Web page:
Eric Joisel was one of the most gifted and inspirational artists in the history of origami. His designs tend to be slightly whimsical, almost like a caricature. In some ways this makes his models seem more alive than those that try to accurately represent something in precise detail. His Origami Rat is a good example of this. It’s unmistakably a rat, but somehow it feels like an exaggerated version and almost friendly!
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Folding the Origami Rat
It’s an intermediate level model, requiring accurate folding at every stage to produce a good result. It takes about 15 – 30 minutes to fold this, depending on how quick you fold, plus time at the end for final shaping.
It’s pretty forgiving when it comes to paper choice – even printer paper produces an acceptable result! The paper should be coloured the same on both sides though, otherwise, the Rat will have a stripe along its head and down the tail where the reverse side of the paper comes through. The paper should be at least 20cm x 20cm.
I have chosen to make this one out of Lokhu paper, bought from the Origami Shop as I think the natural fibres in the paper give it a nice textured effect. I have also seen this folded well out of home-made tissue foil and paper treated with methyl cellulose.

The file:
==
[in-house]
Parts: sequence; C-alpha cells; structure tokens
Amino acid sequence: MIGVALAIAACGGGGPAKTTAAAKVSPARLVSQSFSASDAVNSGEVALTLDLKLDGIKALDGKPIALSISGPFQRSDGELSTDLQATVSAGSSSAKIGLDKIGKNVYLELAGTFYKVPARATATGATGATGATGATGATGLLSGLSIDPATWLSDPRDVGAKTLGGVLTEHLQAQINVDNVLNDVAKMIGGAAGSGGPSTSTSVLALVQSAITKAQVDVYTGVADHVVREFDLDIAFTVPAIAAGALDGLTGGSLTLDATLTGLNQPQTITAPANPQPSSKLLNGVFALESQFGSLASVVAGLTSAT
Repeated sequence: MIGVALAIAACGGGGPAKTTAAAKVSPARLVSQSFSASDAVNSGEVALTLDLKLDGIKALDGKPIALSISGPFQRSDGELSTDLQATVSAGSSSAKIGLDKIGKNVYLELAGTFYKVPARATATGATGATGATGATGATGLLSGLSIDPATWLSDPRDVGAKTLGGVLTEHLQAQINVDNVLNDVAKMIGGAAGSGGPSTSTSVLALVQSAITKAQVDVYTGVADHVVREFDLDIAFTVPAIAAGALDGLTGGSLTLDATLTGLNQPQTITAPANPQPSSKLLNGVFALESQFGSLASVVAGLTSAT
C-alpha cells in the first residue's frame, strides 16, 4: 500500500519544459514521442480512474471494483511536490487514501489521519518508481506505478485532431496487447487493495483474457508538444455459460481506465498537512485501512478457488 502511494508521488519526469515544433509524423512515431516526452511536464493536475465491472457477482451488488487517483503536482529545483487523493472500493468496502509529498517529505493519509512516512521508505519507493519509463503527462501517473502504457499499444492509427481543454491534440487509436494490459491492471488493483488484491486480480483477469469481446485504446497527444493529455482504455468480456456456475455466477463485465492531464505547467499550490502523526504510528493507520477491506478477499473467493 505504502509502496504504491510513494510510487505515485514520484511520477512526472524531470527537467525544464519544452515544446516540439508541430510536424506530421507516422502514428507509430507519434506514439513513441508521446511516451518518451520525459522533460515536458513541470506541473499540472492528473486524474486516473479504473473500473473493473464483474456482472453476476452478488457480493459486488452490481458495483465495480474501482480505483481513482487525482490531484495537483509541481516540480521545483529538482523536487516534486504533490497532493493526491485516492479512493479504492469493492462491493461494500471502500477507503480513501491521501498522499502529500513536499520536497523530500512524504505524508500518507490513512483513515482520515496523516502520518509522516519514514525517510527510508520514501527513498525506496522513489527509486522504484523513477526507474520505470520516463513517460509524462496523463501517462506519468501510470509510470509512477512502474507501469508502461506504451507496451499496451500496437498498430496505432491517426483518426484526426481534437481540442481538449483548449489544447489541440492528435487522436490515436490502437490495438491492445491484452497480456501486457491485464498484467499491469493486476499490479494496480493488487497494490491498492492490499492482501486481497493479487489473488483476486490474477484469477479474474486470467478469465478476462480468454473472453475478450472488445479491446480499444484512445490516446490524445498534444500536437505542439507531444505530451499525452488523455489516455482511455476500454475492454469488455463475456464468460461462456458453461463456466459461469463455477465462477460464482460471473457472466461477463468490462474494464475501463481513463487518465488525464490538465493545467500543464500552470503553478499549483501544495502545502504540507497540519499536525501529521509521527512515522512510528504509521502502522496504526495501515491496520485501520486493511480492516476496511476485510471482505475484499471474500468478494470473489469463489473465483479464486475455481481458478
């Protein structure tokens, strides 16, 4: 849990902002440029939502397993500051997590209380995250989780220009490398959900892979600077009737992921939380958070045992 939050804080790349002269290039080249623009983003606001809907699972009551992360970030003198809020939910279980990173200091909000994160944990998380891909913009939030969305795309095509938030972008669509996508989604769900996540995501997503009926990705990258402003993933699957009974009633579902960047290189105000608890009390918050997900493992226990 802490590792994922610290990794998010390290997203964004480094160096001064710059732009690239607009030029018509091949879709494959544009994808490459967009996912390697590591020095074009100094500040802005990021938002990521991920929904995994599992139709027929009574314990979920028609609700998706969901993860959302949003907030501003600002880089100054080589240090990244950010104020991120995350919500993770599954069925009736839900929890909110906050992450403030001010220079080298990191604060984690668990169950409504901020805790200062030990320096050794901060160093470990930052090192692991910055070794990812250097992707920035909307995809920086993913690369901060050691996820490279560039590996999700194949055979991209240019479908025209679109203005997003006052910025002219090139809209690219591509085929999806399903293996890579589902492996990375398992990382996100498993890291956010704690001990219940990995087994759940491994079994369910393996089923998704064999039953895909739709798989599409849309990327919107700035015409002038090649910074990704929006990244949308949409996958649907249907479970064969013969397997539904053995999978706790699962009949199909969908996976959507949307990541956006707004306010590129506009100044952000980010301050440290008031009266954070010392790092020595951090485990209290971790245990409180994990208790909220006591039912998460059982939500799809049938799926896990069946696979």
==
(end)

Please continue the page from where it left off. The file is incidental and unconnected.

Joisel himself recommended Elephant Hide paper and finishing the final shaping by wet folding (more to come on tissue foil, methyl cellulose and wet-folding in a later post). He did acknowledge that because this is quite a heavy paper, the model will get quite thick and it “takes a lot of vitamins to press the numerous layers of the body”.
Origami Rat Instructions
- Eric Joisel’s diagrams are available in the 2017 Autumn BOS Convention pack. (They are no longer available on Joisel’s website)
- For video instructions check out this series created by Sara Adams
Note that there are a number of videos on YouTube showing how to make this model. I have chosen to link to Sara’s video as all her instructions are created with the express permission of the designer. It’s one of her early videos and the quality isn’t the greatest, but it is good enough to follow and I fully support her stance on copyright and ethics in origami.
Link to Origami Shop:
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